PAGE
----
Source: https://trends.google.com/trends/explore?date=today%205-y&geo=US&q=Tesla%20crash

See those spikes? That's when crashes happened.

The first spike was June 26 - July 2, 2016.

Tesla car mangled in fatal crash was on Autopilot and speeding, NTSB says
The National Transportation Safety Board has released a preliminary report and photo concerning the first known fatality of a Tesla car using Autopilot.

The second spike was March 25 -31, 2018.

Tesla was on Autopilot in fatal crash
The company says a Model X vehicle involved in a fatal crash in the US was in Autopilot mode.

These two incidents were the worst of 4 fatalities[1,2], as of October 2019. People think that Tesla Autopilot is dangerous because of the extensive media coverage, but it's not true.


There were 34,247 fatal motor vehicle crashes in the United States in 2017 in which 37,133 deaths occurred. This resulted in... 1.16 deaths per 100 million miles traveled. - IIHS, December 2018

As of October 11, 2019, ~1.88 billion miles have been driven with Autopilot on.[3]

Source: https://lexfridman.com/tesla-autopilot-miles-and-vehicles/

Let's do the math. 4 deaths for 1.88 billion miles. Autopilot was released in October 2015. So 4 deaths divided by 4 years. 1 death a year, on average. Now, haw many miles were estimated to be travelled with Autopilot in 2018? 573,827,165.50, or ~573 million. That statistic can be calculated from Fridman, who has a CSV of his estimations on his website, as well as the chart above.

1 death per ~573 million miles travelled on Autopilot. 1.16 deaths per 100 million miles traveled in all vehicles in the U.S. or...

~0.17 deaths per 100 million miles travelled on Autopilot compared to 1.16 deaths per 100 million miles traveled in all vehicles in the U.S. in 2018. Statistically, Autopilot is much safer, but there are other factors at play. For example, chances are that Autopilot is used more on highways than in city streets, because it works much better on highways. That being said, more accidents happen on rural roads than on urban roads, or in other words, more accidents happen on quiet streets than on busy streets.[4]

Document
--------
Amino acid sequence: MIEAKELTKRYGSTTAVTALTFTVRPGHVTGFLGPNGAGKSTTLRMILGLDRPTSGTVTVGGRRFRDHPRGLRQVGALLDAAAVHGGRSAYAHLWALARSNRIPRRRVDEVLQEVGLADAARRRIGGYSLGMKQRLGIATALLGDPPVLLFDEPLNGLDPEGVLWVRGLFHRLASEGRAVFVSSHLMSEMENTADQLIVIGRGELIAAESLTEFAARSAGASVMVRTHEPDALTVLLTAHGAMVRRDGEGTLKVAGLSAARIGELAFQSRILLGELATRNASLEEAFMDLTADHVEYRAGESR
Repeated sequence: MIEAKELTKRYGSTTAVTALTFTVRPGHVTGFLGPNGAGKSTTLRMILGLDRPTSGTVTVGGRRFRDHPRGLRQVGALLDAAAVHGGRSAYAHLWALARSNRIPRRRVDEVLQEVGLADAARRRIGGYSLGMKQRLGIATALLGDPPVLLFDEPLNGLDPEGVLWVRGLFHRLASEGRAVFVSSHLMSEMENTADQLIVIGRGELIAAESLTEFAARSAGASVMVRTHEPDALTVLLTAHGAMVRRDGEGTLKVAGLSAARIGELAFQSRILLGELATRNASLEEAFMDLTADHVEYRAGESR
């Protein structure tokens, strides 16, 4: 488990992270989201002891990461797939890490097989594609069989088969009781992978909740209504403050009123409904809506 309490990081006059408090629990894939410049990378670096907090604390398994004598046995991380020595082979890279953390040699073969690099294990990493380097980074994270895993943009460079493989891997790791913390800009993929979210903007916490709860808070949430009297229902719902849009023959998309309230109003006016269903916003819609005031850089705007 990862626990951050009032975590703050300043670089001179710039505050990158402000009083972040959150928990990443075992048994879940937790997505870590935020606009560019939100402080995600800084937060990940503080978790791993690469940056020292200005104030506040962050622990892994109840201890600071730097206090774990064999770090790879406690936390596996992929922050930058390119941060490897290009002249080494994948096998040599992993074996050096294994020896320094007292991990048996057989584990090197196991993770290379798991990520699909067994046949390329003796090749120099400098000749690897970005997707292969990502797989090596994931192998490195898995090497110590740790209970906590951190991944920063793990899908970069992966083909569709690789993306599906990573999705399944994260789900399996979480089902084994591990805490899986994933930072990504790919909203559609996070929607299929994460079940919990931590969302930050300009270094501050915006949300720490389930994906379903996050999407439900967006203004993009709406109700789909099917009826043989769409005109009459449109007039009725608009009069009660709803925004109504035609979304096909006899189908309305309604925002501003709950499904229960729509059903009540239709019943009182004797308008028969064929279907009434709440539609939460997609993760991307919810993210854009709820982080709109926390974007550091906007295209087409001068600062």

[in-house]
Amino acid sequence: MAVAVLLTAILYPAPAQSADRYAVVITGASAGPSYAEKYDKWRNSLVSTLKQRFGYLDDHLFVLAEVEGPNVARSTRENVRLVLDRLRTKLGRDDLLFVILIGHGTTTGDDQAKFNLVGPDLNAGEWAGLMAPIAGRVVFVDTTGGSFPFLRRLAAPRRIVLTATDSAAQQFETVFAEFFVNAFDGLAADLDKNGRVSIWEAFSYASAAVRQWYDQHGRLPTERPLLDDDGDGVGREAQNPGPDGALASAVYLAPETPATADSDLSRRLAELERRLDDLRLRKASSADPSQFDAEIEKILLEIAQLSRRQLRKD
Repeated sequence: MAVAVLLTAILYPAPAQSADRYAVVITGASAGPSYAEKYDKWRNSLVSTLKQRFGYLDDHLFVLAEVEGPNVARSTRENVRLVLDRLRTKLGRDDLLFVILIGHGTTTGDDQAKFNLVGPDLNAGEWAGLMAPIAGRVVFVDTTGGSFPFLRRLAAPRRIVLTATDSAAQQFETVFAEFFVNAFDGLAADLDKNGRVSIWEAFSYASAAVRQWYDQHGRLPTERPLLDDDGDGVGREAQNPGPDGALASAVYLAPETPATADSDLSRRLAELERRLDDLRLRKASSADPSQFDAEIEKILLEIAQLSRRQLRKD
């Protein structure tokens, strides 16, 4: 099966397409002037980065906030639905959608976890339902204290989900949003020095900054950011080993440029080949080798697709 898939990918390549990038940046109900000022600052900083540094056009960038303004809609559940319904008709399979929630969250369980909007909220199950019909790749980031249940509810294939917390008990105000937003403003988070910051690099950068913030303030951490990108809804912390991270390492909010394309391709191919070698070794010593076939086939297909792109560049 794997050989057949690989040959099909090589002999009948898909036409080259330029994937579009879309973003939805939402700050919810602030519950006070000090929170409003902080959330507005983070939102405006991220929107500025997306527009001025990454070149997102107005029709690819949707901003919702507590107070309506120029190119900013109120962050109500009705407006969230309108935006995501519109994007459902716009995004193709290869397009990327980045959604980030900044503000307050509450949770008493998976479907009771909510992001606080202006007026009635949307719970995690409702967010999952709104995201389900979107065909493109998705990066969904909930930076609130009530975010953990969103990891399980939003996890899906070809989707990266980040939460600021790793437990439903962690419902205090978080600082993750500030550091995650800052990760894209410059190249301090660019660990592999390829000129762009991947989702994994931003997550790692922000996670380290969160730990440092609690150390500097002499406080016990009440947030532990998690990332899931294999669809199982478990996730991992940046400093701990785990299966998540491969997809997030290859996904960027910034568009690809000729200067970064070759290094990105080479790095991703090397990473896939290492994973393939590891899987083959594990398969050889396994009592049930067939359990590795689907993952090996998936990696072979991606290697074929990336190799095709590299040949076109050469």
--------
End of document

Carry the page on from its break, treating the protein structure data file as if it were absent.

Although 19 percent of people in the U.S. live in rural areas and 30 percent of the vehicle miles traveled occur in rural areas, almost half of crash deaths occur there. - IIHS, Fatality Facts 2017

Long story short, don't jump to conclusions. Tesla's Autopilot system isn't perfect, but it is safer than human drivers. Don't just take my word for it, CNET has an article on it too. I encourage you to read it. The author, Ashley Esqueda, owns a Tesla Model 3. Here's some snippets from that article.

One of [my family members] actually said, "turn that death trap in immediately and get a Volvo, or something else SAFE."
No, Tesla’s Autopilot isn’t dangerous, you just have to use it correctly
Commentary: A lot of folks who don’t own Teslas say Autopilot is unsafe. But I do own one, and used correctly, it’s perfectly fine.

Questions, concerns, or comments? Message me on Instagram at @amitchell516


References:

Image: Bram Van Oost from Unsplash

1. Wikipedia. List of self-driving car fatalities. Accessed November 4, 2019.

2. Tesla Deaths. Every Tesla Accident Resulting in Death. Accessed November 4, 2019.

3. Lex Fridman. Tesla Vehicle Deliveries and Autopilot Mileage Statistics. Accessed November 4, 2019.

4. Insurance Institute for Highway Safety (IIHS). Urban/rural comparison. Accessed November 4, 2019.